State Land Commissioner Aubrey Dunn on Monday asked Jim Lane to step down as an assistant commissioner after revelations that Lane’s resignation two years ago as director of the state Department of Game and Fish came after a subordinate accused him of sexual harassment.
In a statement to The New Mexican late Monday, Dunn blamed “dirty politics” for what he said was the disclosure of contents of Lane’s personnel files.
A spokeswoman for Dunn said that when the State Land Office conducted a background check before hiring Lane for his $92,000-a-year job in March, Game and Fish did not turn over any records related to the sexual harassment allegations. The spokeswoman, Laura Riley, said Dunn’s office learned about the allegations “significantly later.”
The seven-member commission that oversees the Department of Game and Fish, which is appointed by Gov. Susana Martinez, has never offered an explanation of why it accepted Lane’s sudden resignation as director in October 2013.
On Sunday, the Albuquerque Journal reported that Lane’s resignation came nine days after the Governor’s Office received a letter from Santa Fe attorney Diane Garrity that alleged Lane made sexual overtures to the Game and Fish’s human resources director, Sonya Quintana.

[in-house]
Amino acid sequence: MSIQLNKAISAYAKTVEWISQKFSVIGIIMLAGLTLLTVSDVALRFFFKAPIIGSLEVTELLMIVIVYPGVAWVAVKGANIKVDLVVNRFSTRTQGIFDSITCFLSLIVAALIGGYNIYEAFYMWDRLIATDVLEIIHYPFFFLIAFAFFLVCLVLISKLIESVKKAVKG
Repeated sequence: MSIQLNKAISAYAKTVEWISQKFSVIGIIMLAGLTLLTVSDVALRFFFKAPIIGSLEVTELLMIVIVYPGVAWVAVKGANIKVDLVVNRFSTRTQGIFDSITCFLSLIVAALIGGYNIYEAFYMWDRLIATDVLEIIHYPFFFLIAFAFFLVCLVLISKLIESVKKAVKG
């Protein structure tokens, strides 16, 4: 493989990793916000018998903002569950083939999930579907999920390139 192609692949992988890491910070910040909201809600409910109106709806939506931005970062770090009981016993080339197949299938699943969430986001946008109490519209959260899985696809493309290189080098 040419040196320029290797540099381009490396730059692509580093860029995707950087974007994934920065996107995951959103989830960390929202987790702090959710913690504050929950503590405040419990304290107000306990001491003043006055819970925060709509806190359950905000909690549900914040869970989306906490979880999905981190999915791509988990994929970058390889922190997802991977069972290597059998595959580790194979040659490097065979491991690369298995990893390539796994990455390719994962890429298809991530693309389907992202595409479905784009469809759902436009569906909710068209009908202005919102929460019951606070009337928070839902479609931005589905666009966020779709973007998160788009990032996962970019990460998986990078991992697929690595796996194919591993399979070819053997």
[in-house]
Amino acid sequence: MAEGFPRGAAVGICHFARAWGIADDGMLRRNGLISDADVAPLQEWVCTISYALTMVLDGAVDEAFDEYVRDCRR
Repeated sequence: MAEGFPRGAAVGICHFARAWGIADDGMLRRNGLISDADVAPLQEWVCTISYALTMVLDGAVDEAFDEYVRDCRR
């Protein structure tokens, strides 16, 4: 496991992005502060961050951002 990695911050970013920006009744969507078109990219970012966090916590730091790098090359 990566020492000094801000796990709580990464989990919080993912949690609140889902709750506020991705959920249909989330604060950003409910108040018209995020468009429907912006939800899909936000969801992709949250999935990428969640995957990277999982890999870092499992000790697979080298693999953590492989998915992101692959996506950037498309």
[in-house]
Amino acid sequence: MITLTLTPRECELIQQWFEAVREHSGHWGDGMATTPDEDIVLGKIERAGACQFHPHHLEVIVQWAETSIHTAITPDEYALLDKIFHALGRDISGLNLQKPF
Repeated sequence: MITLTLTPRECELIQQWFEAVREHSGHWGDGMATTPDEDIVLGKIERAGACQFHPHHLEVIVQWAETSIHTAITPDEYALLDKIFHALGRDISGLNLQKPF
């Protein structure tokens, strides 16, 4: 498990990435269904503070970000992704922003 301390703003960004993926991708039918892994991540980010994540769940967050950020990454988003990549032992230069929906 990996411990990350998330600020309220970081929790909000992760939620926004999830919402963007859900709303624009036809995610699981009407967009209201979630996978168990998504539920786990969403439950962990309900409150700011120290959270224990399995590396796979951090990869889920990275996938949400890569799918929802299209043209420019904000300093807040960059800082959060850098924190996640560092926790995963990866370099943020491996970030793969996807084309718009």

Quintana rejected Lane’s advances, which included a text that read, “I really want to wake up with you tomorrow,” the Journal reported.
The Journal also reported that taxpayers paid $65,000 to settle the sexual harassment claim by Quintana. Quintana, who now works for Santa Fe County, declined through Garrity to comment Monday. Garrity said her client “just wants to put this nightmare behind her.”
Lane did not return requests for comment Monday.
Dunn, whose State Land Office is independent of the Martinez administration, avoided any mention of the sexual harassment accusations in his statement Monday that he had accepted Lane’s resignation “due to the recent disclosure of private personnel file contents.” Dunn noted that the personnel information about Lane became public at a time when Dunn’s office is negotiating with the Department of Game and Fish over the fees charged for hunter access to state trust land.
Garrity confirmed Monday that she sent the October 2013 letter accusing Lane of sexually harassing Quintana. Garrity also confirmed that Quintana entered into a settlement agreement with the state in February 2014. But she refused to release the settlement agreement or the letter to The New Mexican.
Jay Hone, the top lawyer at the state’s General Services Department, did not respond to a request by The New Mexican for release of the agreement.
House Minority Leader Brian Egolf, D-Santa Fe, said Monday that Lane should not be on a state payroll after the sexual harassment revelations. “If Mr. Lane continues to have a job with Aubrey Dunn beyond 5 o’clock today, I’ll be surprised and disappointed,” Egolf said. “If he doesn’t have the good sense to resign, he should be fired.”
Egolf, an attorney, said he considered the messages by Lane to be a clear case of sexual harassment. “For him to send those text messages in the early morning hours to a subordinate when they’re on an out-of-town trip, separated by a wall, is not just appalling,” he said. “It’s disturbing.”